This is a good school with some outstanding features, a view which its own, slightly cautious evaluation generally supports. However, evidence gained during the inspection makes it clear that the leadership of this newly amalgamated school is outstanding and that the headteacher has quickly established a very positive climate for learning. This is a significant strength and its impact has been considerable. One parent wrote that the school now provides, 'a harmonious atmosphere in which our children can flourish'. These words are echoed by many others and supported by inspectors.
Very effective leadership and management have also ensured that pupils' achievement is good in many areas. The pupils' personal development and well-being are outstanding. Relationships are very positive between pupils and adults and pupils themselves. Behaviour is excellent. All pupils love coming to school, speak confidently about all that it offers and strive to do their best. As a result, attendance is good and the vast majority attain standards that are well above average by the time they leave for secondary school.
The quality of education is good and has some significant strengths. Teaching and learning, and therefore achievement, are good overall but vary between satisfactory and outstanding. When outstanding, lessons are very well planned, exciting and clearly focussed on the needs of all pupils. In less impressive lessons, the work set sometimes lacks the right degree of challenge. Marking and feedback occur regularly but are often not used effectively enough to set new personal targets for pupils to achieve. The curriculum for children in the Foundation Stage is good. There is a broad range of learning experiences planned for all other pupils with a good balance between all subjects. The wide range of extra activities and level of enrichment are significant strengths. Links with other agencies are firmly established. Provision for pupils with learning difficulties and/or disabilities is good. However, the support in class for those whose first language is not English is not always effective because staff do not yet have sufficient skills or experience to cater effectively for the needs of these pupils.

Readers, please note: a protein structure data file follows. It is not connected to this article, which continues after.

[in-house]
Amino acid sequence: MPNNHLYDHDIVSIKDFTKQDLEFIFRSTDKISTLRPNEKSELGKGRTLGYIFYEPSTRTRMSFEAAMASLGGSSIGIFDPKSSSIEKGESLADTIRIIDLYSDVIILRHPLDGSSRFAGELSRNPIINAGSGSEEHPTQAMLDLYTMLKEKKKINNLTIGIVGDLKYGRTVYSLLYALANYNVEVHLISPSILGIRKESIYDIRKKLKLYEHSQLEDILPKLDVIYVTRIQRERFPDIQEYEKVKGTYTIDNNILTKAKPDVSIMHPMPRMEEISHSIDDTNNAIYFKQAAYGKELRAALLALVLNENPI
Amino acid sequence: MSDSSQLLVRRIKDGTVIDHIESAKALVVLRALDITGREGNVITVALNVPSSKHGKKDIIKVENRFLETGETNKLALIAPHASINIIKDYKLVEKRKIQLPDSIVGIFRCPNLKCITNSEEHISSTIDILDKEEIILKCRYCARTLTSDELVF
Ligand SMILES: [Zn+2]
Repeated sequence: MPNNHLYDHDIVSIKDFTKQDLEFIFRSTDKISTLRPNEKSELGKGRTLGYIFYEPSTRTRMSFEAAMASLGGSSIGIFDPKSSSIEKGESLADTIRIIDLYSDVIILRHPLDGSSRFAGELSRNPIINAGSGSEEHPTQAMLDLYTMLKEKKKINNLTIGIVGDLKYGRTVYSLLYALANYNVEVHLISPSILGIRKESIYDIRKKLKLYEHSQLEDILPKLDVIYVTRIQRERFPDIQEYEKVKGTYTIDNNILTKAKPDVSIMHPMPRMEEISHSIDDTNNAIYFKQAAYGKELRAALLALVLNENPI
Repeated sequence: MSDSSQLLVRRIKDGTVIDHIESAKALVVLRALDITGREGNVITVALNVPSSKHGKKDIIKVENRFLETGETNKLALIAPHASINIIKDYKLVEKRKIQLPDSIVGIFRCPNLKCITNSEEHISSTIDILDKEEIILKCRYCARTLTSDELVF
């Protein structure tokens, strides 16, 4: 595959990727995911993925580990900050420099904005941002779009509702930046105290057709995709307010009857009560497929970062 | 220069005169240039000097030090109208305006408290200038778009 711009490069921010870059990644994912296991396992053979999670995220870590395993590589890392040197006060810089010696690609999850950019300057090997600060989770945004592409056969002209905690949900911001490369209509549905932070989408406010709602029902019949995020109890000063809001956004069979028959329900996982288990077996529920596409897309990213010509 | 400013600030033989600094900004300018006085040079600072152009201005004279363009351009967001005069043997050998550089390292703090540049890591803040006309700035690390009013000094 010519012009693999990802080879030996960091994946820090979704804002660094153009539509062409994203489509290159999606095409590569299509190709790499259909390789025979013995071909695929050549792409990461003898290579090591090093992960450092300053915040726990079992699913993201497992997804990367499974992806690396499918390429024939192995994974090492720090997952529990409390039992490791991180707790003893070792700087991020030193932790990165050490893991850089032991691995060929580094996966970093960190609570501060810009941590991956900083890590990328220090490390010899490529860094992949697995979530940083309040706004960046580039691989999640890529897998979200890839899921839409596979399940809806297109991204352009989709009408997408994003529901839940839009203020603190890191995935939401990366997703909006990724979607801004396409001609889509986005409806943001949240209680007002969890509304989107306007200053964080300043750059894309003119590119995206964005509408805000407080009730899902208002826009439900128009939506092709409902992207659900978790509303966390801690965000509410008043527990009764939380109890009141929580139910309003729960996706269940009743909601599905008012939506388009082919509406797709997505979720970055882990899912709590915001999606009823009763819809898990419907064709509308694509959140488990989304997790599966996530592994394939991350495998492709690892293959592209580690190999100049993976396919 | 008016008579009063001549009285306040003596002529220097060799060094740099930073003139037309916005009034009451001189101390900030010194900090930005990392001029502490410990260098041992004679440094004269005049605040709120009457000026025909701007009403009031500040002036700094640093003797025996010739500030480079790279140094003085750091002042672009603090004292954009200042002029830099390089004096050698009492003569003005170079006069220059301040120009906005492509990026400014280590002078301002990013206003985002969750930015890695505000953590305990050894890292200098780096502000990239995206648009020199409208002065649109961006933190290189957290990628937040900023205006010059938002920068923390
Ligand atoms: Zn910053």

The level of guidance and support for other pupils is good. Safeguarding procedures are robust and effective. New pupils quickly become part of the school community because of excellent pastoral care and effective monitoring of personal development. However, the monitoring of academic progress is less secure because assessment procedures are not yet of a consistent quality across the school.
Leadership and management of the school are good overall. However, senior leaders and those with other responsibilities provide outstanding leadership and have been directly responsible for moving the school forward significantly in a very short time. Consultation with staff and parents is developing well. Governance is good and individual governors are playing an increasing role in monitoring the school's work. As a result, the governing body has a clear view of the school's strengths and areas needing improvement. It is now well placed to oversee the next stages of the school's development. Taking all factors into account, the school gives good value for money and demonstrates an excellent capacity for further improvement.
What the school should do to improve further
- Make better use of personal targets to help individuals to sustain their high standards and to take responsibility for their own progress wherever possible.
- Improve levels of support in school for pupils whose first language is not English.
Achievement and standards